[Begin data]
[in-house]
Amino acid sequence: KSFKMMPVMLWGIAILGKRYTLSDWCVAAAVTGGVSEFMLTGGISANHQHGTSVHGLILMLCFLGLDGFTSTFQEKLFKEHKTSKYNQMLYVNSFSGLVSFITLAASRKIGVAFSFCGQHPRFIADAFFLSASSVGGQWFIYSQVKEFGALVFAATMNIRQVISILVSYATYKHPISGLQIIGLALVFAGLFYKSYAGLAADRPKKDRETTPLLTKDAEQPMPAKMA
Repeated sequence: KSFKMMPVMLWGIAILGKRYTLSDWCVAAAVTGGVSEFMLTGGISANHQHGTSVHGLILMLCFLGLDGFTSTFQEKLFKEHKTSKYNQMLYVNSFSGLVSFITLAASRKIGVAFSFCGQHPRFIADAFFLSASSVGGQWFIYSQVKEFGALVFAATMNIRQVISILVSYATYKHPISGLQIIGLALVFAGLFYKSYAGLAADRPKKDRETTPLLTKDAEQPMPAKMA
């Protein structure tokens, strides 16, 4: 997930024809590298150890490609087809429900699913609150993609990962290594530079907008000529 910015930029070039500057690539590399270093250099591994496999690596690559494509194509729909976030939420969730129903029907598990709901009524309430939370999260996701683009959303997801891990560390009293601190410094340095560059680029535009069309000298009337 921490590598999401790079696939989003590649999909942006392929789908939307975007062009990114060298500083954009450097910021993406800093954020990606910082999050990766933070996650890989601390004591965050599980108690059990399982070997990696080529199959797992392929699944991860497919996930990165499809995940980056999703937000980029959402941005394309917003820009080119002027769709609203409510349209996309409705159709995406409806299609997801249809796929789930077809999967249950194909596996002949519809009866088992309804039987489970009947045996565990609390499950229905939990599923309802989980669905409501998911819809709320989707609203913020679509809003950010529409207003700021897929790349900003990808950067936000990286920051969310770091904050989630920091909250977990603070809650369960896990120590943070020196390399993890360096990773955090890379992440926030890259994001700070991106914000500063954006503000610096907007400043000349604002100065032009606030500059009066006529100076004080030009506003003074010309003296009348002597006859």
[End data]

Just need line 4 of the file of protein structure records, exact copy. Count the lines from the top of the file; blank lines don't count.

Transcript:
């Protein structure tokens, strides 16, 4: 997930024809590298150890490609087809429900699913609150993609990962290594530079907008000529 910015930029070039500057690539590399270093250099591994496999690596690559494509194509729909976030939420969730129903029907598990709901009524309430939370999260996701683009959303997801891990560390009293601190410094340095560059680029535009069309000298009337 921490590598999401790079696939989003590649999909942006392929789908939307975007062009990114060298500083954009450097910021993406800093954020990606910082999050990766933070996650890989601390004591965050599980108690059990399982070997990696080529199959797992392929699944991860497919996930990165499809995940980056999703937000980029959402941005394309917003820009080119002027769709609203409510349209996309409705159709995406409806299609997801249809796929789930077809999967249950194909596996002949519809009866088992309804039987489970009947045996565990609390499950229905939990599923309802989980669905409501998911819809709320989707609203913020679509809003950010529409207003700021897929790349900003990808950067936000990286920051969310770091904050989630920091909250977990603070809650369960896990120590943070020196390399993890360096990773955090890379992440926030890259994001700070991106914000500063954006503000610096907007400043000349604002100065032009606030500059009066006529100076004080030009506003003074010309003296009348002597006859």